9 May 2015

9th May 2015 Saddled with a Cambium!

Saturday 9th 47-53F, 8-12C, cool, overcast, windy and grey. Showers or rain are forecast. With a risk of a clearing late morning. Expected to gust to 25mph later. I should have had a proper ride yesterday but was feeing tired, head-achy and unwell. Possibly the result of trying to capture that sprayer, but who knows?

I was up early today so had another look at the C17 in flat morning light rather than bright sunshine. I also sat sat  rather briefly on the C17. It hadn't become any softer overnight. Though I resisted the temptation to give it a good dollop of Proofide. This was meant as a rather silly joke but I did wonder how the cloth and its bonding would actually respond to waxing. Presumably the top would get a coat of whatever escaped through the rider's shorts. By which I mean sweat and any padding lubricant the rider might employ. Hopefully the surface waterproofing process will take care of staining even in the longer term. Though I wouldn't suggest draping a dirty chain over a Cambium saddle!  

The very open weave of the cotton cloth seems to be only lightly embedded in the surface of some black substance on top of the rubber base. This black substrate [for want of a  better word] is visible through the weave and around the rivets. As can be seen in the image alongside. Others have shared similar images and incorrectly supposed this was wear. When in fact the bonding agent is simply exposed locally by the manufacturing process. Perhaps a worn press pin which distorts the carcase too much for the cloth to remain perfectly adhered in such tight radii? Or simply wear on a mould.

I have drawn a line on the image above to show the depth of the original spinal sagitta [downward curve] from new. The leather saddles are similar in form but gradually sag deeper with wear. Re-tensioning is possible with the leather type. The Cambium presumably remains the same shape into ripe, old age.  In case there is any doubt, I set up the Cambium dead level with my 2' builders spirit level with the trike on the level floor of the trike shed. Trikes and bikes with a [modern?] sloping crossbar do not lend themselves easily to any other means of checking if a saddle is level. Using a level on non-level ground is very apt to waste your time.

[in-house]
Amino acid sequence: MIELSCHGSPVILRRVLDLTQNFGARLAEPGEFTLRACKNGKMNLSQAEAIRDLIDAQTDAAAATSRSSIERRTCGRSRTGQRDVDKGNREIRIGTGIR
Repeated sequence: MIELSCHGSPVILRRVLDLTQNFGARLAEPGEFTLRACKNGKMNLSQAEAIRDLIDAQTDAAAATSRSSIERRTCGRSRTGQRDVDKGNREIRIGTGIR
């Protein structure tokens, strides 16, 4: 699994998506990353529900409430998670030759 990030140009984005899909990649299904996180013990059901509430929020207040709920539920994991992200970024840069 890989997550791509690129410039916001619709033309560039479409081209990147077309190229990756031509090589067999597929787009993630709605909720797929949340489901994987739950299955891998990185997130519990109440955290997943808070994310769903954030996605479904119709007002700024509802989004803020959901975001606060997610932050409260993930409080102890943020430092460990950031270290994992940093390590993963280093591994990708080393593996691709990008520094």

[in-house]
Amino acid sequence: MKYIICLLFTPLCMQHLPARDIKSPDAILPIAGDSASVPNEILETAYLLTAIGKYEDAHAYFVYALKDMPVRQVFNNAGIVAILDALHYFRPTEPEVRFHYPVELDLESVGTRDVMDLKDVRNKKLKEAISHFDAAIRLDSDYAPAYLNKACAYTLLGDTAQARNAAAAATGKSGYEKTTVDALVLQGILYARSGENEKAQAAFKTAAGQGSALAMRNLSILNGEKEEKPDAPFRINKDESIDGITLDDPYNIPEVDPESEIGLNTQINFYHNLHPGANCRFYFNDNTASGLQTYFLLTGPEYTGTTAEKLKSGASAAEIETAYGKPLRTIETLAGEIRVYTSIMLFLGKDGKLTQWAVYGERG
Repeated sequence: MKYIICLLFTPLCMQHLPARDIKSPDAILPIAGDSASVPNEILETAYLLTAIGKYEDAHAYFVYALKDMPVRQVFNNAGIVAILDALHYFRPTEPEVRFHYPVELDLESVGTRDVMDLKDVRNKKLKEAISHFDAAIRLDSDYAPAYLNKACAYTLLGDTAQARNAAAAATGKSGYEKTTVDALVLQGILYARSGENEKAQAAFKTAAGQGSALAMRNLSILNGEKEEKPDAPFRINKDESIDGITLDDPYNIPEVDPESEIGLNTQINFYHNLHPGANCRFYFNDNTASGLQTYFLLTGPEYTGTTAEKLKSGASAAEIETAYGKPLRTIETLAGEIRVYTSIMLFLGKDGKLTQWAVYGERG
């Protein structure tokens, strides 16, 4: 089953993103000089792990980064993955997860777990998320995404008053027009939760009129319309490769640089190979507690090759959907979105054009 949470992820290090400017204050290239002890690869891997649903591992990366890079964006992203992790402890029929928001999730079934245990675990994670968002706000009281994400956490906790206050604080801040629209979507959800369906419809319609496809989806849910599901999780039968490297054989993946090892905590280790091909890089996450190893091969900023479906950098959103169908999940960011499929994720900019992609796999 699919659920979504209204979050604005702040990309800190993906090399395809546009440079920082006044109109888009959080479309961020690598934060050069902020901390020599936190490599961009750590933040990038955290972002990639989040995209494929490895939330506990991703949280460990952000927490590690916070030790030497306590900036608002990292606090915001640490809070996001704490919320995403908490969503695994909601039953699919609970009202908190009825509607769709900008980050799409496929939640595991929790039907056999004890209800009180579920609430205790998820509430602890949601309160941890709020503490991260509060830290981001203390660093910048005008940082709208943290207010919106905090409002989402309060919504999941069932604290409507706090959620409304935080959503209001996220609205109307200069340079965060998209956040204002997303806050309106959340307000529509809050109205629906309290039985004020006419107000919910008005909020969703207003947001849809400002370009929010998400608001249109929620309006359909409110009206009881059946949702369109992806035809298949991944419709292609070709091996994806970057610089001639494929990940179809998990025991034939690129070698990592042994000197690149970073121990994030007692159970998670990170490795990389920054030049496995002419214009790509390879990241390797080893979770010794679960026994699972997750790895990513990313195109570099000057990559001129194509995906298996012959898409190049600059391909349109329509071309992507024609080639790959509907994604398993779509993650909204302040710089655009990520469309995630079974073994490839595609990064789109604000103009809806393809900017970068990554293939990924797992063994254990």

Brooks do offer an extended, ten year guarantee for the Cambium. Which shows considerable faith in their longevity. One presumes they have accelerated wear and weathering testing facilities in their R&D and quality control labs. It is said that the Cambium has been years of steady development in the making. Some early owners have remarked on solar bleaching. Which some will probably prefer as a badge of honour from honest use. Much like the leather saddles take on a character of their own with exposure and normal riding abuse. At first glance I had assumed my own Slate model had been sunbathing in a shop window but the effect is much too even for this. The cloth is the colour it is. Spanish slate rather than Welsh, isn't it?

The shape has obviously been honed by marketing and R&D and is certainly very elegant. It belongs to what I call the "lollipop" family of saddle forms. [Without getting too technical.] That is, a rounded rear with long, thin nose. This can help to avoid chaffing of the lower buttock line compared with shallower angles between the seating platform and the nose. Like many other saddles the Cambium seems to completely change shape depending entirely on the angle from which it is viewed.

I read a lot of online reviews, including Brooks own, before ordering [and afterwards when my nerve had failed!] There was repeated mention of firm but not painful. The problem is knowing from which previous saddle and riding behaviour such comments arise. Few high mileage cyclists would leave home for a ride in jeans. The seams on the popular denim garments are bunched together precisely where one should never [ever] place a saddle! So are only those who wear "proper" racing shorts or preferably bibs the most reliable reviewers? How can one tell?  If only one had this information from glancing through the usual short text reports attached to Amazon and the other online cycle dealers.